It’s one of the most effective portrayals of a convincingly alien culture I’ve ever encountered, even if Cherryh isn’t always successful at completely hiding her inspirations (not that that’s exactly necessary). It truly is a work of anthropological science fiction in the best  sense of the label. Bren ends up attempting to balance the interests of half a dozen human factions and at least as many atevi associations. It’s a thoroughly complex work that does a good job of respecting the reader to be smart enough to figure out what’s going on, since the plots of each book are rarely explicitly laid out.


It’s a great book and series but to get the most out of it requires a pretty significant investment. As a result I’d probably recommend Cyteen or Downbelow station over this unless it was a really hardcore reader. The series is more or less broken up into trilogies that are more or less complete, so those who have already read those other books or who wanted to give this a try could assign themselves a “stopping place” at the third or sixth book and still experience some resolution.

As I mentioned above, Cyteen or Downbelow station are probably more accessible, so I’d recommend those first unless someone was explicitly looking for something lengthy.

A civil campaign

A civil campaign / Lois McMaster Bujold

A civil campaign is definitely my favorite of the Vorkosigan books to date. It features a significantly more lighthearted tone than most of the series, and Bujold herself has described it as a “romantic comedy”. 

Plot summary

After returning to Barrayar Miles is eager to court Ekaterin Vorsoisson. Unfortunately, the arrival of sex-selection technology around the time of Miles’s birth has resulted in a generation with a severe gender imbalance and Miles must contend with a horde of other suitors.

Meanwhile, Ekaterin is living with her aunt and uncle, both highly respected engineers. Deciding to pursue her love of gardening and landscape design she has sworn never to marry again. After the events of Komarr are classified at the highest levels, Ekaterin  and Miles discover themselves implicated in an ugly rumor, one that ImpSec refuses to dispel as it provides an effective cover story for what really happened during the Soletta Array disaster.

So how is it?

As I’ve said, it’s not the “best” Vorkosigan book but it is my favorite. There’s a playful silliness here that serves as a nice contrast from the drama of psychological abuse that serves as the center of Komarr. Together, the two books balance each other out wonderfully.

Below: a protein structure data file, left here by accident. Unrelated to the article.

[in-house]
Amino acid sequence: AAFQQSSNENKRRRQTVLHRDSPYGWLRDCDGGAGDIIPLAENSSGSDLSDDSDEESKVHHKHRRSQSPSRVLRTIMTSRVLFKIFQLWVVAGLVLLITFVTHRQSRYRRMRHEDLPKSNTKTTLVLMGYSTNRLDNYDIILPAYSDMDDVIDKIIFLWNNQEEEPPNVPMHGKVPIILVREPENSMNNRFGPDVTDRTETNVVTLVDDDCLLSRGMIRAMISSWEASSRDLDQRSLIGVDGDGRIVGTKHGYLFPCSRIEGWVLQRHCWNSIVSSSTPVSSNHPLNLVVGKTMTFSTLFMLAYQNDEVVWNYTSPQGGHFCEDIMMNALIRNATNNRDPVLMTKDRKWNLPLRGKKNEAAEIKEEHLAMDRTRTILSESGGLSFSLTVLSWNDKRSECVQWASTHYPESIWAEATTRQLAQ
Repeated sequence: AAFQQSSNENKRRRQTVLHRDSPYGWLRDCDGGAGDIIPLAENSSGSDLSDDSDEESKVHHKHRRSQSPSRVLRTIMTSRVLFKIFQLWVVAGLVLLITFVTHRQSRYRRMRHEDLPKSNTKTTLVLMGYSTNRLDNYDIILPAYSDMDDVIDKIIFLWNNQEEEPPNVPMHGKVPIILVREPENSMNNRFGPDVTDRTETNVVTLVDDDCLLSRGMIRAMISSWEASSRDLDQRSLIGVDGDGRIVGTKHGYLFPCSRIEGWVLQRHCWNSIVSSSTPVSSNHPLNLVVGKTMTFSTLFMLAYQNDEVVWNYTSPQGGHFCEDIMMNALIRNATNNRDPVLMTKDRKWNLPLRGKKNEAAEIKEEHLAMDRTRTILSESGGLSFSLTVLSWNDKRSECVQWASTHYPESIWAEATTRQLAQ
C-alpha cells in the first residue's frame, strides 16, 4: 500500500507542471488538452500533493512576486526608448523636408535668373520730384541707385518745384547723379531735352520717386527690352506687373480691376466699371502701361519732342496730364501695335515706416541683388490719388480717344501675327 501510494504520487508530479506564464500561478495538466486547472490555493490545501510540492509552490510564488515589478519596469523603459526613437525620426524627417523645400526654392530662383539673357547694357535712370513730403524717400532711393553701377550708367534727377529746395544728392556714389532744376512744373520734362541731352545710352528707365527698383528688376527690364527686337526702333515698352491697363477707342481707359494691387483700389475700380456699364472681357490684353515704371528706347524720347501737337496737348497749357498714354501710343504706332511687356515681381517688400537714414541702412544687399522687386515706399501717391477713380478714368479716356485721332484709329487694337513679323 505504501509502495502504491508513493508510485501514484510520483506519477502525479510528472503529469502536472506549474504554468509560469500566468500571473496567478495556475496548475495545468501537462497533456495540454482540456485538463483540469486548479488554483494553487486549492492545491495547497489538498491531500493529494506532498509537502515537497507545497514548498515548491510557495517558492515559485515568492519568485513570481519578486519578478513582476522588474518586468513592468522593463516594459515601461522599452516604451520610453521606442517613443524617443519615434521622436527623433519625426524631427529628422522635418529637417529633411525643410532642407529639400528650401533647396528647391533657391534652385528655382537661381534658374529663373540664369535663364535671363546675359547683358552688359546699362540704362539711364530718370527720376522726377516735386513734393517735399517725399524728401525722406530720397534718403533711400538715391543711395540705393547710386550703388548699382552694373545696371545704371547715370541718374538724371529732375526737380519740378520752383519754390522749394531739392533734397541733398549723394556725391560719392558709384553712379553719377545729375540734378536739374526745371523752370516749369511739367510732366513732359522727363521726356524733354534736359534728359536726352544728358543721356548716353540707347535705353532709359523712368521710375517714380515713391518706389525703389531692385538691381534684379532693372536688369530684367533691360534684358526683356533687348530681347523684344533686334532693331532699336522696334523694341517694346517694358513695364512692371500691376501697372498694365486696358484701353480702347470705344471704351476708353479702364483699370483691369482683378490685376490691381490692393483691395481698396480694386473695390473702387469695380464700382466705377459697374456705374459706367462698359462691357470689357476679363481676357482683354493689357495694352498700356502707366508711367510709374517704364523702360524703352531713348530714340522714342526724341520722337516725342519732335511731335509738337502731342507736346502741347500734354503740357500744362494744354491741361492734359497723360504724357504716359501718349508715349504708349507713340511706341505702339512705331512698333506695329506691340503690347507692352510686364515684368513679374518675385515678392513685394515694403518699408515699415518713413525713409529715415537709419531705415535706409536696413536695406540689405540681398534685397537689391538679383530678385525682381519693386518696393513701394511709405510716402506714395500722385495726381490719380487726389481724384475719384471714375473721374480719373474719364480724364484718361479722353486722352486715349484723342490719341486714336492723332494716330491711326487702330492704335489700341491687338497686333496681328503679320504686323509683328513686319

There are several interesting subplots in A civil campaign that sere as interesting social commentary, especially as they intersect. 

René Vorbretten, newly married and eager to start a family, discovers that his grandfather was the son of an officer of the Cetagandan occupation, not his great-grandfather. The conservative faction of the Council of Counts jumps on this opportunity to have Vorbretten stripped of his titles.

In another subplot, Barrayar’s system of male primogeniture is challenged by the newly available medical technology.

In a third subplot, one Count attempts to deal with both the underpopulation of his district and the general societal gender imbalance by taking unused donor eggs and growing himself several hundred daughters.

All of these subplots have some interesting things to say about the assumptions made by chauvinists about how widely their views are held, and the way different interests interact to create political coalitions. 

A civil campaign might be the “romantic comedy” of the series, but that doesn’t mean it shares the normal conflation of obsessive, possessive behavior with romance. Miles’s attempts to court Ekaterin without her knowledge end up working well as a deconstruction at the way the classic romantic comedy structure eliminates women’s agency.*

Miles is presented as much more flawed here than he sometimes is, and finds himself confronting that his standard strategy when dealin with people is attempting to manipulate them into doing whatever he wants.

The way everything comes together is perfect, complete with an obnoxious proposal and a Shakespearean pairing-off of most of the recurring characters, but there are some really poignant moments. The emperor Gregor’s discovery about the type of person his father really was from The Vor game comes back here as Ekaterin struggles with letting her son know what really happened at the end of Komarr.

It’s a great book, but it’s conceivable that it might be too silly for some. There are several Oscar Wilde-sequel moments, including a disastrous dinner party and a scene where one character’s creditors catch up with them. There’s also what amounts to a food fight in there. A civil campaign maintains the emotional depth of the series but never feels grim. My favorite Vorkosigan book, but Sam the Eagle types will be cranky at the tone.